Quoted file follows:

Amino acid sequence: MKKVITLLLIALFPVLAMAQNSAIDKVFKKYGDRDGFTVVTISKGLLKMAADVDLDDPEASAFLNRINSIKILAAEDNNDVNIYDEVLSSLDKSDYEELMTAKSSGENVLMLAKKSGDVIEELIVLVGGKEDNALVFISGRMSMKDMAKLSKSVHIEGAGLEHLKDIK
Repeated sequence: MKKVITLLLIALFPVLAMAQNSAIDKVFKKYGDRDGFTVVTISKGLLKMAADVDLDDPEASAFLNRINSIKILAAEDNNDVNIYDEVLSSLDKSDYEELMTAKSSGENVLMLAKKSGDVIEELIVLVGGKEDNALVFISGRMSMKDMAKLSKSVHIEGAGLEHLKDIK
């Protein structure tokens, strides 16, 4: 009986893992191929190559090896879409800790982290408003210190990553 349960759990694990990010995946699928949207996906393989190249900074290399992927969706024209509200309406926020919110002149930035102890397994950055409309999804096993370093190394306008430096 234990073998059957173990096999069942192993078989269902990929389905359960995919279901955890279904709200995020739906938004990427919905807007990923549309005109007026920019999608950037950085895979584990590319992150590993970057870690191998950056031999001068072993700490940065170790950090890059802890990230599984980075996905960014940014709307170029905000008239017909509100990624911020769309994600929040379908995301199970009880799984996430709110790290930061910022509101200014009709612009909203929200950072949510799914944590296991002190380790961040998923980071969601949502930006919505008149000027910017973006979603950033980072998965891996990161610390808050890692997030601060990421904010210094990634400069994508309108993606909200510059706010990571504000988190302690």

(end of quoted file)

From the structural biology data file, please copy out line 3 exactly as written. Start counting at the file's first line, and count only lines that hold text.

């Protein structure tokens, strides 16, 4: 009986893992191929190559090896879409800790982290408003210190990553 349960759990694990990010995946699928949207996906393989190249900074290399992927969706024209509200309406926020919110002149930035102890397994950055409309999804096993370093190394306008430096 234990073998059957173990096999069942192993078989269902990929389905359960995919279901955890279904709200995020739906938004990427919905807007990923549309005109007026920019999608950037950085895979584990590319992150590993970057870690191998950056031999001068072993700490940065170790950090890059802890990230599984980075996905960014940014709307170029905000008239017909509100990624911020769309994600929040379908995301199970009880799984996430709110790290930061910022509101200014009709612009909203929200950072949510799914944590296991002190380790961040998923980071969601949502930006919505008149000027910017973006979603950033980072998965891996990161610390808050890692997030601060990421904010210094990634400069994508309108993606909200510059706010990571504000988190302690």